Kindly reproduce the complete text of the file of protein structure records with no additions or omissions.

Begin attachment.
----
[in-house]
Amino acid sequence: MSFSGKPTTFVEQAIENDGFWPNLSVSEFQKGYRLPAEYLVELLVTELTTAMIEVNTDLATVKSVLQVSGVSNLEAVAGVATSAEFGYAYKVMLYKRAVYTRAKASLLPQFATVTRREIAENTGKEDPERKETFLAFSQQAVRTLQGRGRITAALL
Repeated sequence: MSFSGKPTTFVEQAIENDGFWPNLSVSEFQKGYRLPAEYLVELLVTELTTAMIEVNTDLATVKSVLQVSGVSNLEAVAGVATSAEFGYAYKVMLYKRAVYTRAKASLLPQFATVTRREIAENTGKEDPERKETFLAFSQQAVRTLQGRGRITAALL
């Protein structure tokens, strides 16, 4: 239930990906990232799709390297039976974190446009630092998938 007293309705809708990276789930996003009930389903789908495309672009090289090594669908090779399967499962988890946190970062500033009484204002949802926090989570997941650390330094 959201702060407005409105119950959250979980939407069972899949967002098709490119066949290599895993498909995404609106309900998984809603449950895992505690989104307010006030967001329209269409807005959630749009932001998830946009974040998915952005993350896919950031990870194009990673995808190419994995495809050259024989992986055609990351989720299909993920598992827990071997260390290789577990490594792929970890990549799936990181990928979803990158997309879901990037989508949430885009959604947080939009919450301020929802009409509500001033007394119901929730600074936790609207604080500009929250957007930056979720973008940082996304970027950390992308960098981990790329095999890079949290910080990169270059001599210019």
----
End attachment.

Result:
[in-house]
Amino acid sequence: MSFSGKPTTFVEQAIENDGFWPNLSVSEFQKGYRLPAEYLVELLVTELTTAMIEVNTDLATVKSVLQVSGVSNLEAVAGVATSAEFGYAYKVMLYKRAVYTRAKASLLPQFATVTRREIAENTGKEDPERKETFLAFSQQAVRTLQGRGRITAALL
Repeated sequence: MSFSGKPTTFVEQAIENDGFWPNLSVSEFQKGYRLPAEYLVELLVTELTTAMIEVNTDLATVKSVLQVSGVSNLEAVAGVATSAEFGYAYKVMLYKRAVYTRAKASLLPQFATVTRREIAENTGKEDPERKETFLAFSQQAVRTLQGRGRITAALL
């Protein structure tokens, strides 16, 4: 239930990906990232799709390297039976974190446009630092998938 007293309705809708990276789930996003009930389903789908495309672009090289090594669908090779399967499962988890946190970062500033009484204002949802926090989570997941650390330094 959201702060407005409105119950959250979980939407069972899949967002098709490119066949290599895993498909995404609106309900998984809603449950895992505690989104307010006030967001329209269409807005959630749009932001998830946009974040998915952005993350896919950031990870194009990673995808190419994995495809050259024989992986055609990351989720299909993920598992827990071997260390290789577990490594792929970890990549799936990181990928979803990158997309879901990037989508949430885009959604947080939009919450301020929802009409509500001033007394119901929730600074936790609207604080500009929250957007930056979720973008940082996304970027950390992308960098981990790329095999890079949290910080990169270059001599210019």